As Faye Carol swings from side to side, clapping and grooving, her energy is immediately picked up by the line of young girls standing directly in front of her. Accompanied by a solo piano, each girl—with Carol’s encouragement—belts out their individual part of the tune they are rehearsing.
“Yeah that’s it!” shouts Carol, smiling wider and wider as the girls gain more confidence as their turns come around again.
One of the Bay Area’s most famous jazz and blues performers, Carol is training a young group of impressionable singers as part of a program called Music In The Schools. For three years, the program has recruited students from Oakland and Berkeley to be part of a year-long musical training institute.
“There is talent in every generation that comes along, “said Carol. “It always manifests itself in some way.” She added, however, that it’s not the obvious stars she’s looking for when she auditions people for the program. “I’m not looking for the person who is going to win American Idol. I’m looking for the person who has never explored their talent.”
Carol, whose accolades stretch way back, said she started the Music In The Schools program because she loves to teach, but also because of the recent drought in music education and opportunities for students. Because music has been such a huge part of her life, Carol said she’s dedicated herself to filling in the gaps so students have the same opportunity to experience and benefit from music.
Eight students, ages 13-19, went through the program this year, and on June 10 they will be performing at the Black Repertory Group where they’ve been rehearsing thanks to help from the theater and its director, Dr. Mona Scott. The Black Rep has sponsored the program and given Carol space for the rehearsals and performances for the past two years. When the program originally started, it was funded by a grant from the California Arts Council.
Several of the students this year, said Carol, had no formal musical training, and probably never would if it were not for the program. Most of them, she said, didn’t consider themselves singers until they discovered their talent through Music In The Schools.
“If it wasn’t for Ms. Faye, I probably would have kept it to myself, because nobody knew,” said Jazmin Noble, 17, from Castlemont High in Oakland. After two years in the program, Noble is an outgoing and confident singer.
Asked to describe the program she said there was no other way to put it other than “the love.”
“It’s a catharsis, it’s an obligation, I can’t see myself not doing it,” she said.
Since they started at the beginning of the school year, the students have been through Musicology 101, with singing lessons, music theory, music history, and anything else Carol thinks will help round out their music education. During the same time, said Carol, the students have blossomed. Their repertoires have grown, and during the performance the students will showcase a number of different musical styles and genres.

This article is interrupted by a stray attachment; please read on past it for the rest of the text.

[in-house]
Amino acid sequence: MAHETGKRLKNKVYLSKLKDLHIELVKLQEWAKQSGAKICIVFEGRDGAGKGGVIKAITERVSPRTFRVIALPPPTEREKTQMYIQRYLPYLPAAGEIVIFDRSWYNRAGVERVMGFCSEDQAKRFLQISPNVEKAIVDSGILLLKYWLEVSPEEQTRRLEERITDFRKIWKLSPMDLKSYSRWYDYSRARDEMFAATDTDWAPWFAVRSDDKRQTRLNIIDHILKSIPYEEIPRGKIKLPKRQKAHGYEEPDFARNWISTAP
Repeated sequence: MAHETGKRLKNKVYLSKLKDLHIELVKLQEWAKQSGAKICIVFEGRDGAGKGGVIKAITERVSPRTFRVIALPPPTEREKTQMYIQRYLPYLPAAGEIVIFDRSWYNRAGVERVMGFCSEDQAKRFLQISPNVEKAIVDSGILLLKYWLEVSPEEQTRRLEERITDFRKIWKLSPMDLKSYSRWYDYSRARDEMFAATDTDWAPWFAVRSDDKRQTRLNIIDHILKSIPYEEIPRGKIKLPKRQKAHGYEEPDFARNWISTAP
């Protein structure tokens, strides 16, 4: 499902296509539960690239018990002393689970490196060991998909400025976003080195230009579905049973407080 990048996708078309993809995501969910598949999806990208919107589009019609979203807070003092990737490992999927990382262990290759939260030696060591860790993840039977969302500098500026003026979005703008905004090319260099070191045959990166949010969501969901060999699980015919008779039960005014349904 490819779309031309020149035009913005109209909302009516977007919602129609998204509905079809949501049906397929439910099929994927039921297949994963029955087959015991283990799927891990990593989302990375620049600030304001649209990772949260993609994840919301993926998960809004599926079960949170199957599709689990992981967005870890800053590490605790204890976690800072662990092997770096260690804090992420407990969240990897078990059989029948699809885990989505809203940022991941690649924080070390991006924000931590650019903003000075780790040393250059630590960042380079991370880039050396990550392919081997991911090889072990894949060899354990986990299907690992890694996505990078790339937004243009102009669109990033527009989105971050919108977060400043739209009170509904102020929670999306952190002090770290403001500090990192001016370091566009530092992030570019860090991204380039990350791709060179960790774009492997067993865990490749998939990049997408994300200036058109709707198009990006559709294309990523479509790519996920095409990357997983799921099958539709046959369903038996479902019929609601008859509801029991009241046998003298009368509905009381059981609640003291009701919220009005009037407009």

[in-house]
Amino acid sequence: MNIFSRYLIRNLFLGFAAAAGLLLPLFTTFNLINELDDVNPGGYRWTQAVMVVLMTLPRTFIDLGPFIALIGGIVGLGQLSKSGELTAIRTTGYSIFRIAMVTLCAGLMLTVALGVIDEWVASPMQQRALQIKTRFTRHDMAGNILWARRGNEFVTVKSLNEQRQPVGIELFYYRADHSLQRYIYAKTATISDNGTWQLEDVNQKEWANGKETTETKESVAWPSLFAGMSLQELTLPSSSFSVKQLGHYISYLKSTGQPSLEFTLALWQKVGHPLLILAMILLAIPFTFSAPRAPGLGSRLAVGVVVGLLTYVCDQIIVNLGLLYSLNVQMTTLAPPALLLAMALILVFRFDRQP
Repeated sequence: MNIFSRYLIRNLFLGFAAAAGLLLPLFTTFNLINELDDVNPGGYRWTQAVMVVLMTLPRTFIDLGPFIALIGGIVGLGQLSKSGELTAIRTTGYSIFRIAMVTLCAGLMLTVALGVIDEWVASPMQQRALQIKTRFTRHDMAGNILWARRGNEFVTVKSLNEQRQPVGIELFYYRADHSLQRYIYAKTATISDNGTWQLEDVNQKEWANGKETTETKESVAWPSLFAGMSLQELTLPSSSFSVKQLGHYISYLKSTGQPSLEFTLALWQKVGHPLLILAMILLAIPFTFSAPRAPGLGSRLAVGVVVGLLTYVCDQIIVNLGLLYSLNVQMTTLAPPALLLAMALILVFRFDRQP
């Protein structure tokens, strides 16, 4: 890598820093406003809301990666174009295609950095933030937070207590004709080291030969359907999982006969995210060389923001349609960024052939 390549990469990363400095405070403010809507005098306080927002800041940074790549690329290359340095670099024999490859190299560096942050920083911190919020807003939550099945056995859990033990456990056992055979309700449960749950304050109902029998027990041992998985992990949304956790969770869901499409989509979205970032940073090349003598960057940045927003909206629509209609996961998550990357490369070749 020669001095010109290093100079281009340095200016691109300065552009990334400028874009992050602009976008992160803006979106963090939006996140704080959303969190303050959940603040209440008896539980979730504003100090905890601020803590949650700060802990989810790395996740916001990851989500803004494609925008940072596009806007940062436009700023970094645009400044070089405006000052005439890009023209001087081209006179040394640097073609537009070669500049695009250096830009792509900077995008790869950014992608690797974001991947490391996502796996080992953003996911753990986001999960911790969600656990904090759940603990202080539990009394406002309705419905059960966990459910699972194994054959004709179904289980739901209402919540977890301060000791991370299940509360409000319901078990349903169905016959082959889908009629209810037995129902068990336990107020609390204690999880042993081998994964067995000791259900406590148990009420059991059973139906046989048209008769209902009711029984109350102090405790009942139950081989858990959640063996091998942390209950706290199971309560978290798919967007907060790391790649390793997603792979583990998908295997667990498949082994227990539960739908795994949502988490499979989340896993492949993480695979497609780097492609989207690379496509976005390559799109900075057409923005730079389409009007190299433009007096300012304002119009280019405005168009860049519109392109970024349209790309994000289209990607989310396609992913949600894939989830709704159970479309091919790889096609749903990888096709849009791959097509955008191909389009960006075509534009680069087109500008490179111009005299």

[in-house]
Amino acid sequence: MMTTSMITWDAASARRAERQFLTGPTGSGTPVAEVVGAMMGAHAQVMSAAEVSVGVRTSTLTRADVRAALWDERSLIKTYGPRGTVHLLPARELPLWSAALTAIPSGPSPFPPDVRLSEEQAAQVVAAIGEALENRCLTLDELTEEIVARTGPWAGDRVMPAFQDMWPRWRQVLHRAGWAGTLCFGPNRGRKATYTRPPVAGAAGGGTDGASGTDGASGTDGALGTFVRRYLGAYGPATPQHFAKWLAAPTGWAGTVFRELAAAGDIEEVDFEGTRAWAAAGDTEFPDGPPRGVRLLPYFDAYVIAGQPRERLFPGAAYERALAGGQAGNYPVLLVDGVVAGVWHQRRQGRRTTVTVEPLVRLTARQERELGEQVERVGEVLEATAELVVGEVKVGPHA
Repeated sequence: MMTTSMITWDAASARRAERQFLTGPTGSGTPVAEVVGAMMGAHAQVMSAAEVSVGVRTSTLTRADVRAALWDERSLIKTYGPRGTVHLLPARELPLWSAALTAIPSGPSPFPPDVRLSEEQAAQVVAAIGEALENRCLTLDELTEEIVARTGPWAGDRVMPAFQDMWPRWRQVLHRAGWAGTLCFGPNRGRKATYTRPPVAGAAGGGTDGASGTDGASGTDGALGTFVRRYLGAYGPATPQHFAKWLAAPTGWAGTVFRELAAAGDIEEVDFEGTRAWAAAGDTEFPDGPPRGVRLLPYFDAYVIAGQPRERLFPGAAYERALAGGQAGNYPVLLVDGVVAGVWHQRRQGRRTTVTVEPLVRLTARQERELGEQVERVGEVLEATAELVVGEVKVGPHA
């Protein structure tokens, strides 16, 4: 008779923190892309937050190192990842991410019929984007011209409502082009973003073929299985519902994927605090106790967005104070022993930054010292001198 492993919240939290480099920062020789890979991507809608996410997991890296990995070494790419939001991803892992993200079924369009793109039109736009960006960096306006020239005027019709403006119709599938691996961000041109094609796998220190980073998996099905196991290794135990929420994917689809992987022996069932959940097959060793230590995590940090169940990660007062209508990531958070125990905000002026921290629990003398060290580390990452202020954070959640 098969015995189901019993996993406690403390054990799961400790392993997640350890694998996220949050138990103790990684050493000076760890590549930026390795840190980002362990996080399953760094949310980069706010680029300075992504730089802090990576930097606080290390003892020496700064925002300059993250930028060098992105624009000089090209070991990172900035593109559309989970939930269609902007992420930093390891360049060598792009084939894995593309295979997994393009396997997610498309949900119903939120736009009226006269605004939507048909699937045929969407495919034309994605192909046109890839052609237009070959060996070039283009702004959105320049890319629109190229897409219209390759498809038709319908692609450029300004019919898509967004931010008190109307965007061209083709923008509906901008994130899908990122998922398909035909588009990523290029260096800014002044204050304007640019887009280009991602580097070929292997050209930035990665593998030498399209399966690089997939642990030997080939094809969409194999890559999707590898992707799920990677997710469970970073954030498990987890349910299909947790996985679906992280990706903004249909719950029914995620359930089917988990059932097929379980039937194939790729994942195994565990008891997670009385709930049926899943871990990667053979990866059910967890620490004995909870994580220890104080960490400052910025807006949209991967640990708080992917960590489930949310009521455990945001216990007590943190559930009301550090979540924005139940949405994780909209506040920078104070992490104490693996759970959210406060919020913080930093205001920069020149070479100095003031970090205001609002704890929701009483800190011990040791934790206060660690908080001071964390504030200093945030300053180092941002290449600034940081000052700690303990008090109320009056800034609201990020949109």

The class also has a style all its own, much of which comes from Carol’s own background as a performer.
Born in Mississippi but raised in California, Carol grew up singing in church choirs and at school. She continued to sing throughout college around the same time the Motown music was at its height.
She got her first break when she won a talent show at the Oakland Auditorium and was awarded a two-week stint as a singer performing with Johnny Tolbert at the one of the more well-known black clubs in the area. Just as Carol was gaining notoriety, however, disco came into the mix, displacing the live band and marginalizing the kind of music she was doing. Fortunately, Carol said, she was able to turn to her friend, Martha Young, the niece of the great jazz player Lester Young, and her eventual husband James Gamble, who versed her in other music genres and allowed her to continue performing.
Carol spent 10 years as a jazz and cabaret singer in the gay neighborhoods in San Francisco. Afterwards she built her own bands, establishing herself as an authority in both the blues and jazz scenes in the Bay Area.
Her range as a singer, she said, has helped her appreciation of music. And since she’s played so many different kinds of music, she said she’s willing to give anything a chance.
“We can say we don’t like something as a matter of taste, if a person doesn’t like it that’s their opinion,” she said. “I always teach my students that you at least owe yourself a listen, because you might be missing out on some you might really like.”
That’s why, in the music history part of the program, students start at the beginning and work their way to the present. “I don’t leave any stone unturned,” said Carol.
Students usually start around the time of Louis Armstrong and end somewhere around hip-hop, a form of music that Carol credits with re-invigorating an empty scene.
“By the time the hip-hop generation came along, there wasn’t a whole lot of ways to get music from one generation to the next,” said Carol, unlike the times, she said, when live music was more popular and musicians were people, not icons. “They had to create a way to express what was happening on the streets…and the rhythm of hip-hop, it was infectious.”
After a year of rehearsing, all the students say they are ready to perform. Each rehearsal is more intense and energetic than the last, as students continually build their confidence in the music and themselves.
“I’ve found jewels out there,” said Carol.
The performance by the Music in the Schools group is this Thursday, June 10 at 7 p.m. at the Black Repertory Group, 3201 Adeline St. For more information call 652-2120 or go to www.blackrepertorygroup.org.›